Anthony Nocella II

Defining Eco-Ability: Social Justice and the Intersectionality of Disability, Nonhuman, Animals and Ecology

By, Anthony Nocella II


Anthony J. Nocella II, Ph.D., award-winning author, community organizer, and educator is a Visiting Professor in the School of Education at Hamline University and Senior Fellow of the Dispute Resolution Institute at the Hamline Law School. Nocella is a scholar-activist grounded in the field of education and peace and conflict studies. He is internationally known for his innovative, transformative, and intersectional collaborations among fields of study, social movements, scholars, communities, and activists. Dr. Nocella has published more than fifty scholarly articles or book chapters, co-founded more than ten active political organizations and serves on four boards. He has founded three book series and co-founded three journals – Green Theory and Praxis, Peace Studies Journal, and Journal of Critical Animal Studies, is on the editorial board of three other journals, and has published more than fifteen books. Dr. Nocella has guest lectured, provided professional development trainings, and facilitated youth workshops to hundreds of school districts, universities, colleges, high schools, middle schools and many prisons and detention facilities around the Americas, such as Onondaga County School District, St. Cloud School District, Hillbrook Youth Detention Facility, Auburn Prison, Environmental Protection Agency, Brock University, UCLA, Hofstra University, New York University Law School, Rutgers University Law School, Boston College, University of Pennsylvania, Haverford College, Swarthmore College, University of Texas, Yale University, and Princeton University.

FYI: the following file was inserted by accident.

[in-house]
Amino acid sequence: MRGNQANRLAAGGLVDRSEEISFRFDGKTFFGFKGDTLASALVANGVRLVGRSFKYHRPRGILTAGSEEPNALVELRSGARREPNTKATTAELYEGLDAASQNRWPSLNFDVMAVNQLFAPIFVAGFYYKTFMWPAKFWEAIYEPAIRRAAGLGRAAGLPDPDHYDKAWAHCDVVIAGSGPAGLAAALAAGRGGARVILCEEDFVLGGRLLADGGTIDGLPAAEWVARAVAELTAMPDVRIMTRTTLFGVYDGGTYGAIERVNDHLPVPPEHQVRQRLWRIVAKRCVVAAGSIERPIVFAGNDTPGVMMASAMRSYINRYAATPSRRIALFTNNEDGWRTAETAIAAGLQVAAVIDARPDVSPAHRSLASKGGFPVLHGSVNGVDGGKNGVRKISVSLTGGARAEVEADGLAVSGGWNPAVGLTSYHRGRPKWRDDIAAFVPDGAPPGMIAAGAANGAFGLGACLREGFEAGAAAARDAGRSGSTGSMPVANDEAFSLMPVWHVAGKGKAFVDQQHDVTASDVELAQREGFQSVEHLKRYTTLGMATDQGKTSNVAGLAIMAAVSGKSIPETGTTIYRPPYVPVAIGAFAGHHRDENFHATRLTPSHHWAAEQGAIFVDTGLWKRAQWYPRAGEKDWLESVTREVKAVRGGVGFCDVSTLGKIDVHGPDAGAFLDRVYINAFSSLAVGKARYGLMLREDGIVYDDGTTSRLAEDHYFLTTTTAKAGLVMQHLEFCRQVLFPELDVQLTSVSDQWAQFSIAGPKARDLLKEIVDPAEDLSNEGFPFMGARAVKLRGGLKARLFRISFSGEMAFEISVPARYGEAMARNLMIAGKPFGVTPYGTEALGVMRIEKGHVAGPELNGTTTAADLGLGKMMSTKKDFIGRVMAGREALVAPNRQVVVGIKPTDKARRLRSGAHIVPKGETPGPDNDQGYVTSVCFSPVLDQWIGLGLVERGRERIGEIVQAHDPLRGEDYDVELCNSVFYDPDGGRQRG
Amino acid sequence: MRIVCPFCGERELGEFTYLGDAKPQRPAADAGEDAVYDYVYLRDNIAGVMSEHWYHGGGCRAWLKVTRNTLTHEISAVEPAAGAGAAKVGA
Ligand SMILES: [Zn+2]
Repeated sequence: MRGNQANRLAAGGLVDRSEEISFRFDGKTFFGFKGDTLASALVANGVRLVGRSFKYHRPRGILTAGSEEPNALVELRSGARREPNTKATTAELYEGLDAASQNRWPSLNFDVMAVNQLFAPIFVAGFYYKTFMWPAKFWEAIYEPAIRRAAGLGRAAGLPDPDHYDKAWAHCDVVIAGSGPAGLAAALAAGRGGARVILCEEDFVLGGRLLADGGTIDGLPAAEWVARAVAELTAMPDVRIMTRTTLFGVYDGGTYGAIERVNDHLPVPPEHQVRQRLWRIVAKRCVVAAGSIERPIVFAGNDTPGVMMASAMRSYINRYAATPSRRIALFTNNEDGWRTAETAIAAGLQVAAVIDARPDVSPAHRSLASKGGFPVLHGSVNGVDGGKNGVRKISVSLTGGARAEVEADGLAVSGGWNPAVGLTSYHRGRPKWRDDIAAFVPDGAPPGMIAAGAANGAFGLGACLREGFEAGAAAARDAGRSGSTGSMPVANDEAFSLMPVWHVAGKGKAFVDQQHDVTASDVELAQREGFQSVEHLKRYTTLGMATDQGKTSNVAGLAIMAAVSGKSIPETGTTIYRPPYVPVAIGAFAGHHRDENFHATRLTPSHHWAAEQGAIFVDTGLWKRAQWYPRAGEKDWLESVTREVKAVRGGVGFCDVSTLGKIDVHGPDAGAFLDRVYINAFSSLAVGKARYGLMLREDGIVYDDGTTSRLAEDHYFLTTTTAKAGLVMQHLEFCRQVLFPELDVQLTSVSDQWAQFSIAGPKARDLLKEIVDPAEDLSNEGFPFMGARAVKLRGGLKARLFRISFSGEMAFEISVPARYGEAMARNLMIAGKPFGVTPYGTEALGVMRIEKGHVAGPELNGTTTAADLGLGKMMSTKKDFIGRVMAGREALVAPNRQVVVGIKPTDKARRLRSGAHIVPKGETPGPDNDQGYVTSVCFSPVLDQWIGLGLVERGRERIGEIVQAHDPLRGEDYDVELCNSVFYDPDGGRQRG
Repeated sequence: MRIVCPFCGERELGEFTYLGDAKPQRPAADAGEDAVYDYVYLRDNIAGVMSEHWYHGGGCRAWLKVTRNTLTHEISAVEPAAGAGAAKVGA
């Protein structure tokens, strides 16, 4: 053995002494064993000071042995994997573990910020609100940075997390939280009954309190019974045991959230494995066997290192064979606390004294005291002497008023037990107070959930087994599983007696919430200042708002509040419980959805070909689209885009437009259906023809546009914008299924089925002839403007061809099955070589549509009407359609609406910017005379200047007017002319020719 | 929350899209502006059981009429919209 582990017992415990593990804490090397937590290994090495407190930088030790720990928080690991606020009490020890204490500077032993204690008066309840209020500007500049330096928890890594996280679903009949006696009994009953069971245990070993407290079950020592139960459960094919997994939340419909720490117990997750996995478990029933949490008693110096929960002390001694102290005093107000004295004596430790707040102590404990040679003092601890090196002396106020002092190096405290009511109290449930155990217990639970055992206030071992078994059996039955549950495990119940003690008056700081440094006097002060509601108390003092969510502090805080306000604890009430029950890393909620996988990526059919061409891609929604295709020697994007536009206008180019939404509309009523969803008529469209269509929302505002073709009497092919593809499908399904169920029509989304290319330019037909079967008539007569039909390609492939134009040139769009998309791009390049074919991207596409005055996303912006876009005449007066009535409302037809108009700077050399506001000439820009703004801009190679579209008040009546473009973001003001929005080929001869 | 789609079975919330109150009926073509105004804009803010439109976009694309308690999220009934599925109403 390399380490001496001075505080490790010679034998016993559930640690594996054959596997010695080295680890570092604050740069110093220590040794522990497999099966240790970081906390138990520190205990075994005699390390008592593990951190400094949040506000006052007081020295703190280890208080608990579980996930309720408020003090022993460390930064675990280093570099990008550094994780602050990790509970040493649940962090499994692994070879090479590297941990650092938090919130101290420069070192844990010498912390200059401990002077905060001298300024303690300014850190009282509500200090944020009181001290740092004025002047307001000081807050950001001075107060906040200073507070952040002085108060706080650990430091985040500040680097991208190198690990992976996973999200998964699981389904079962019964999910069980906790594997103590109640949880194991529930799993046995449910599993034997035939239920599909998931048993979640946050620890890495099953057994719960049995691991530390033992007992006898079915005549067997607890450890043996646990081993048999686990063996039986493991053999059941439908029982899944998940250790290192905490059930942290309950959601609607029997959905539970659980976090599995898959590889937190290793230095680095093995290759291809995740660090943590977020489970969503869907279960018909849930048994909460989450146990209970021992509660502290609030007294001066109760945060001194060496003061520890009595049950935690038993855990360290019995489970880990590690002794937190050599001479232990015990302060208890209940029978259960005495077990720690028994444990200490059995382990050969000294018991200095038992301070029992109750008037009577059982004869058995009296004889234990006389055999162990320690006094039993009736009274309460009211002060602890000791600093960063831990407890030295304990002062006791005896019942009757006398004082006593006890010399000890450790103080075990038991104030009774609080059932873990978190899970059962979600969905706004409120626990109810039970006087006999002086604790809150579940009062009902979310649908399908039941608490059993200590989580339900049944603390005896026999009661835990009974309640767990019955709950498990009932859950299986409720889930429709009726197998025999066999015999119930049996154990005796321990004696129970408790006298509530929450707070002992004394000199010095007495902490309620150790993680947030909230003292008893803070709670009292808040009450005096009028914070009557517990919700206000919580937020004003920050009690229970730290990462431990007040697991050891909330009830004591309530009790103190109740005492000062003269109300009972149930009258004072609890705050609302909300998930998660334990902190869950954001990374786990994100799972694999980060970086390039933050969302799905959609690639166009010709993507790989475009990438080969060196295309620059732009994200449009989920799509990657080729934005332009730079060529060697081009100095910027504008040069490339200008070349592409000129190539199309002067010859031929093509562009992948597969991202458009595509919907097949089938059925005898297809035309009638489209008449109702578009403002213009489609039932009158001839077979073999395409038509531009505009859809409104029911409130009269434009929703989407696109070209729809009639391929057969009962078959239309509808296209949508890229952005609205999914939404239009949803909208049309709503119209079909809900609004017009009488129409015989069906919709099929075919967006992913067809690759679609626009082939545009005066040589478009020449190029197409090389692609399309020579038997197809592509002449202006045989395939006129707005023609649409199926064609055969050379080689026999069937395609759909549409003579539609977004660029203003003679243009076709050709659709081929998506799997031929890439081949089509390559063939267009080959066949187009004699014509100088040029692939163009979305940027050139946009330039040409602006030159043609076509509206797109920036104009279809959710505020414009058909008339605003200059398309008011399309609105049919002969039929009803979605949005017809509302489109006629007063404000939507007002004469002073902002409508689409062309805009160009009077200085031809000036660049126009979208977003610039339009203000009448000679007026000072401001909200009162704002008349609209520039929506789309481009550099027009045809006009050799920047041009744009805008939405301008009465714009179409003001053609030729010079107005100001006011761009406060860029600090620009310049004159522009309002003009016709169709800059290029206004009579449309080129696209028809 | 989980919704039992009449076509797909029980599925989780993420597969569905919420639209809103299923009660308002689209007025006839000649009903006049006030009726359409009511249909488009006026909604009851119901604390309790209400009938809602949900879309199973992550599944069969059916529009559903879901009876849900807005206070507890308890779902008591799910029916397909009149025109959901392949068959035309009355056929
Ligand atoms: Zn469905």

One thought on “Anthony Nocella II

  1. Firstly, I’d like to say how much I enjoyed your presentation today as it was intellectually stimulating and provoked thoughts I have not yet encountered. I would like to question, however, your assertion that by keeping domesticated animals in our homes we are subjecting them to prison-like conditions in which they must act as if they love us as a means to survive. I do agree that pet animals are dependent on their respective human counterparts but I do not agree that it is this dependence that facilities a loving relationship. Human children, especially infants, are 100% dependent on their parents and family for every aspect of their lives. Are human children living at home being oppressed to prison conditions? Yes they are dependent but they still have the capacity, and do, love. I think that the same applies to domesticate animals we keep in our homes.

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